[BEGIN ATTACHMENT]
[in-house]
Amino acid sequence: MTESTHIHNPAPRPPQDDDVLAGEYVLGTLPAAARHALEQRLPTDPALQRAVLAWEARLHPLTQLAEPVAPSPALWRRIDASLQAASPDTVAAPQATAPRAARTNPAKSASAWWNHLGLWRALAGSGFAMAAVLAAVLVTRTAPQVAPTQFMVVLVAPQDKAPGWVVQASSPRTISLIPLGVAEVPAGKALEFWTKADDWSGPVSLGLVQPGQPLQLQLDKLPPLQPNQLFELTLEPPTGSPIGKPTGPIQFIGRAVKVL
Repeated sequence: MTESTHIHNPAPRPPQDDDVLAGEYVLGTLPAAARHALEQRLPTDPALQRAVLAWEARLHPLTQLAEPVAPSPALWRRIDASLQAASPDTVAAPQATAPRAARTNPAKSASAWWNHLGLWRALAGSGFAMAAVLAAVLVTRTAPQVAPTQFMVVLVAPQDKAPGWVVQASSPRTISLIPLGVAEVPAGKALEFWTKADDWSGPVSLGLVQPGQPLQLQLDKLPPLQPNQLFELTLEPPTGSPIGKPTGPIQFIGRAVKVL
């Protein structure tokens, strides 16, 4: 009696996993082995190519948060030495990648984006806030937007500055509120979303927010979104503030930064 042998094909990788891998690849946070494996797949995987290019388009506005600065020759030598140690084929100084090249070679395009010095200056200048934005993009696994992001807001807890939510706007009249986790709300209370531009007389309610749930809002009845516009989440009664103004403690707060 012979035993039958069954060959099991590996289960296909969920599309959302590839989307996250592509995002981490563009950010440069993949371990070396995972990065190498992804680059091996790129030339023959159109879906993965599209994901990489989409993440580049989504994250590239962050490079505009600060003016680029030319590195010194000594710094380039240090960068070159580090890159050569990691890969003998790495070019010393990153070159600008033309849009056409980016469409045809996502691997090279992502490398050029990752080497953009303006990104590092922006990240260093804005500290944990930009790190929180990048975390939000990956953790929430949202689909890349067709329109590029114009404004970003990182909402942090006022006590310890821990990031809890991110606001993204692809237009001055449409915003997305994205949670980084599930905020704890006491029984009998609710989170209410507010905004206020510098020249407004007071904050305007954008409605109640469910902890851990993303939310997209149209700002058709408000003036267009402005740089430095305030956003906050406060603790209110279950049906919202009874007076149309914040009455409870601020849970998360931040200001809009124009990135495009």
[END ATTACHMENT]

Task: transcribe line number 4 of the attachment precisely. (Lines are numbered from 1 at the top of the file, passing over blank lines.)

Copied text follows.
């Protein structure tokens, strides 16, 4: 009696996993082995190519948060030495990648984006806030937007500055509120979303927010979104503030930064 042998094909990788891998690849946070494996797949995987290019388009506005600065020759030598140690084929100084090249070679395009010095200056200048934005993009696994992001807001807890939510706007009249986790709300209370531009007389309610749930809002009845516009989440009664103004403690707060 012979035993039958069954060959099991590996289960296909969920599309959302590839989307996250592509995002981490563009950010440069993949371990070396995972990065190498992804680059091996790129030339023959159109879906993965599209994901990489989409993440580049989504994250590239962050490079505009600060003016680029030319590195010194000594710094380039240090960068070159580090890159050569990691890969003998790495070019010393990153070159600008033309849009056409980016469409045809996502691997090279992502490398050029990752080497953009303006990104590092922006990240260093804005500290944990930009790190929180990048975390939000990956953790929430949202689909890349067709329109590029114009404004970003990182909402942090006022006590310890821990990031809890991110606001993204692809237009001055449409915003997305994205949670980084599930905020704890006491029984009998609710989170209410507010905004206020510098020249407004007071904050305007954008409605109640469910902890851990993303939310997209149209700002058709408000003036267009402005740089430095305030956003906050406060603790209110279950049906919202009874007076149309914040009455409870601020849970998360931040200001809009124009990135495009």